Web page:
Executives from Brazil's second-largest engineering company, Andrade Gutierrez have testified that the company paid suppliers for President Dilma Rousseff's 2010 electoral campaign off the books, newspaper a Folha de S.Paulo reported on Tuesday.
The testimony, as part of a plea bargain by 11 executives, would be the first direct link between the widening Operation Carwash investigation into bribes and political kickbacks at state-run oil company Petrobras and the election of Rousseff, the paper said.
The allegations may bolster the case of the main opposition party PSDB as it seeks to annul Rousseff's 2014 re-election for using illegal funding, though Brazil's top electoral court is unlikely to accept evidence from a previous election.
Rousseff's 2010 campaign coordinator, Jose De Filippi, said in a statement that payments to the suppliers were legally registered with electoral authorities. He called for authorities to investigate who leaked the alleged content of the testimony, which is kept confidential under court rules.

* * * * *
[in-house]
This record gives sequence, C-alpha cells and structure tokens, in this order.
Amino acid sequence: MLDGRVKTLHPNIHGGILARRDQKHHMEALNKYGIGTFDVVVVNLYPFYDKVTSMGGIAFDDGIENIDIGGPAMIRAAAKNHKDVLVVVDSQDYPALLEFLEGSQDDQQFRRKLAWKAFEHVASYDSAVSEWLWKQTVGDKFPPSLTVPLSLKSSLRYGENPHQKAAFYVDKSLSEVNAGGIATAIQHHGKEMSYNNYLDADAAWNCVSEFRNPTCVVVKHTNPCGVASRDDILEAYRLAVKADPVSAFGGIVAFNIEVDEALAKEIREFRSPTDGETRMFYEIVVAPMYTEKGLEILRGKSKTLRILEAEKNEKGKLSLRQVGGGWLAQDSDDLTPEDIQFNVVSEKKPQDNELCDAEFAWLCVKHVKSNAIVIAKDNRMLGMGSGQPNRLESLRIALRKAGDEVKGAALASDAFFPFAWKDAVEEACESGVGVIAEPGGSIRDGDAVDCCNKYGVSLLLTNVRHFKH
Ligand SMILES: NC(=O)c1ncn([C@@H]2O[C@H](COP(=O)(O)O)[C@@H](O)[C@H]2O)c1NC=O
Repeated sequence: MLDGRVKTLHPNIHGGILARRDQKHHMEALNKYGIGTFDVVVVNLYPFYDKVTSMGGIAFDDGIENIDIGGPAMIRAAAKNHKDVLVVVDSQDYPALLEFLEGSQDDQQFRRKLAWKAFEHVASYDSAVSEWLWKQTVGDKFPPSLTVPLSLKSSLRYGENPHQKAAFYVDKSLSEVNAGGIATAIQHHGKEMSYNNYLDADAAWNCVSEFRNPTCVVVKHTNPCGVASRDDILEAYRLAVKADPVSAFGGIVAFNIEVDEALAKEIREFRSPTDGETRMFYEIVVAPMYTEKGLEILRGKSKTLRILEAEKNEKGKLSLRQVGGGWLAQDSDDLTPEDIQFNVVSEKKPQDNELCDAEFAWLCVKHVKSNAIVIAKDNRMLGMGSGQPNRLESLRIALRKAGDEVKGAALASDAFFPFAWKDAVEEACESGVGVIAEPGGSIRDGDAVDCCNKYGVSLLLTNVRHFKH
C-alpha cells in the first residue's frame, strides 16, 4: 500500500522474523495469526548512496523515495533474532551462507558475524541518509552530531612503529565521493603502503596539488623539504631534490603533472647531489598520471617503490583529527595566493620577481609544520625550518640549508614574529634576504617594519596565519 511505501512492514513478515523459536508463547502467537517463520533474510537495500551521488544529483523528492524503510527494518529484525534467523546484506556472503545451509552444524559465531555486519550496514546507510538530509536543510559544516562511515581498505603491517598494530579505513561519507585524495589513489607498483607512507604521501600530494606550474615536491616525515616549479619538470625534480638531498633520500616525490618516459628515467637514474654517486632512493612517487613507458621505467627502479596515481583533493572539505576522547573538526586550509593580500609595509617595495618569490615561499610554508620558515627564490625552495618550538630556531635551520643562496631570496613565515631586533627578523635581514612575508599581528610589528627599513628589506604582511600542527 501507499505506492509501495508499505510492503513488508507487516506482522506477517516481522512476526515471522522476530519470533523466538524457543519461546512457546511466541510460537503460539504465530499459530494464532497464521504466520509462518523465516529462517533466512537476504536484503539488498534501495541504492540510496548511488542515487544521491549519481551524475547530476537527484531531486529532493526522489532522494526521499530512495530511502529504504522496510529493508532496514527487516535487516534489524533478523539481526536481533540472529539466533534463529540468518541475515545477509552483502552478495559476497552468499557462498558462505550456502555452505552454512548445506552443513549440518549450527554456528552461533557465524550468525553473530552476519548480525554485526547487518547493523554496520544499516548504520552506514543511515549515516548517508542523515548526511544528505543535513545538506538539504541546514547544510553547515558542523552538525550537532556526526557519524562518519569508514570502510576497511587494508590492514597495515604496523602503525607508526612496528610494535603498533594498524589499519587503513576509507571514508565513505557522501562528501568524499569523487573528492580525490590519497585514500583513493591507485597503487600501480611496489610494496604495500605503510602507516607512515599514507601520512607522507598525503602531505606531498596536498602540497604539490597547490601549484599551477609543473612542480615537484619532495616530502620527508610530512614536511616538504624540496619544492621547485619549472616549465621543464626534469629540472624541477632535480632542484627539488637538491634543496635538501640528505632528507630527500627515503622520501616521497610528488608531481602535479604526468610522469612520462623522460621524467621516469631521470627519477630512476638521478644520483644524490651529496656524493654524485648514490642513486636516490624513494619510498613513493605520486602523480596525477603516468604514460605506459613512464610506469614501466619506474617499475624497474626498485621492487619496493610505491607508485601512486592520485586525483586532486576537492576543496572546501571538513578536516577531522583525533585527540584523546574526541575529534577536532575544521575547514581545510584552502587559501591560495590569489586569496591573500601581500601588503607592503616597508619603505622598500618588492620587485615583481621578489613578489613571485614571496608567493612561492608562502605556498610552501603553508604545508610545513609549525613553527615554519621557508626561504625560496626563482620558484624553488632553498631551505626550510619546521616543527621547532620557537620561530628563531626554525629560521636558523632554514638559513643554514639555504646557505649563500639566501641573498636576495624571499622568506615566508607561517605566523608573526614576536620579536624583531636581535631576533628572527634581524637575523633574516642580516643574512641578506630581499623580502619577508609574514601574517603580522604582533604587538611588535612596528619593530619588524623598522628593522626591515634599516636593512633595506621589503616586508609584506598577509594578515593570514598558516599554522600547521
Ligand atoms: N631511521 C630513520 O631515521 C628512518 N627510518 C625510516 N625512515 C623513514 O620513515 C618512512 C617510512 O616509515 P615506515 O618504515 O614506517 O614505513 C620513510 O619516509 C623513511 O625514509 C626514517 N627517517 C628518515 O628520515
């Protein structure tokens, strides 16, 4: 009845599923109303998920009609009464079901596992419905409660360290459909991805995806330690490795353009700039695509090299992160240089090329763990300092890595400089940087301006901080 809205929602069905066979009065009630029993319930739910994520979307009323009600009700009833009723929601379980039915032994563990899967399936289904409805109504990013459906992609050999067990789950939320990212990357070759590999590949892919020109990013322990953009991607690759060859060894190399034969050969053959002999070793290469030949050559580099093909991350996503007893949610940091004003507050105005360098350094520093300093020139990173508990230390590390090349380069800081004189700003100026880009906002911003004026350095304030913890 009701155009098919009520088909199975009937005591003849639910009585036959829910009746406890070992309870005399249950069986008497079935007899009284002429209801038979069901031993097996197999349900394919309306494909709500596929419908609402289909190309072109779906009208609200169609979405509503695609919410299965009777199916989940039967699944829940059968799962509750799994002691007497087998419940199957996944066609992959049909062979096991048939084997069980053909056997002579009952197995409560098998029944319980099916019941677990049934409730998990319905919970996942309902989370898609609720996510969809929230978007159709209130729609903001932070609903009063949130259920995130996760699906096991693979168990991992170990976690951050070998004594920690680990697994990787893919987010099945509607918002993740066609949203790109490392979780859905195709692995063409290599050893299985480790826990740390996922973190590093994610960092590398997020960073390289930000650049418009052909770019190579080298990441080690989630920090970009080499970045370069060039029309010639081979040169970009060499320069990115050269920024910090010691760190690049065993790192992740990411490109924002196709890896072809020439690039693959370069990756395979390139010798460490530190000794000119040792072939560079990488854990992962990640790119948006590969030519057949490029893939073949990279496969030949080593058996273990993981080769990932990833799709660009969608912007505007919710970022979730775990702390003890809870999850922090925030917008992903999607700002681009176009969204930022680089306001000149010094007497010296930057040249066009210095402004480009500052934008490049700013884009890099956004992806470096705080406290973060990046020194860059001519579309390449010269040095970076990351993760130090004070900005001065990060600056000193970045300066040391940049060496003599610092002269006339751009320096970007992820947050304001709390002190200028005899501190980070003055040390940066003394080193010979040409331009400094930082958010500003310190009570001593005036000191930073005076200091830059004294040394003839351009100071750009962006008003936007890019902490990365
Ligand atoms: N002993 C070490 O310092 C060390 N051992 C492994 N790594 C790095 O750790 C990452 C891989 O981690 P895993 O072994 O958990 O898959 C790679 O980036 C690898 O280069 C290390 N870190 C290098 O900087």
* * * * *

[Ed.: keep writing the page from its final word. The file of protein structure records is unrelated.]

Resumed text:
A source confirmed the Andrade Gutierrez executives had signed a plea deal that is being handled by federal prosecutors as it involved politicians. The federal prosecutors' office in Brasilia said it could not comment on plea deals until the Supreme Court approved them.
Folha reported that the executives said the engineering company contributed more than 5 million Reais (US$1.27 million) under the table to pay campaign debts run up by Rousseff's Workers' Party. The money was transferred through a Brazilian-based media firm called Pepper Communications that worked on Rousseff's campaign, using a false invoice, the newspaper reported.
The executives also revealed bribes paid to win contracts in public works projects, including the Angra 3 nuclear power station, the Belo Monte hydroelectric dam and three stadiums built for the soccer World Cup held in Brazil in 2014, Folha reported.
The plea deal is part of an agreement between the company and prosecutors in which Andrade Gutierrez will have to pay a fine of $1 billion Reais and inform on the bribes paid, the newspaper said.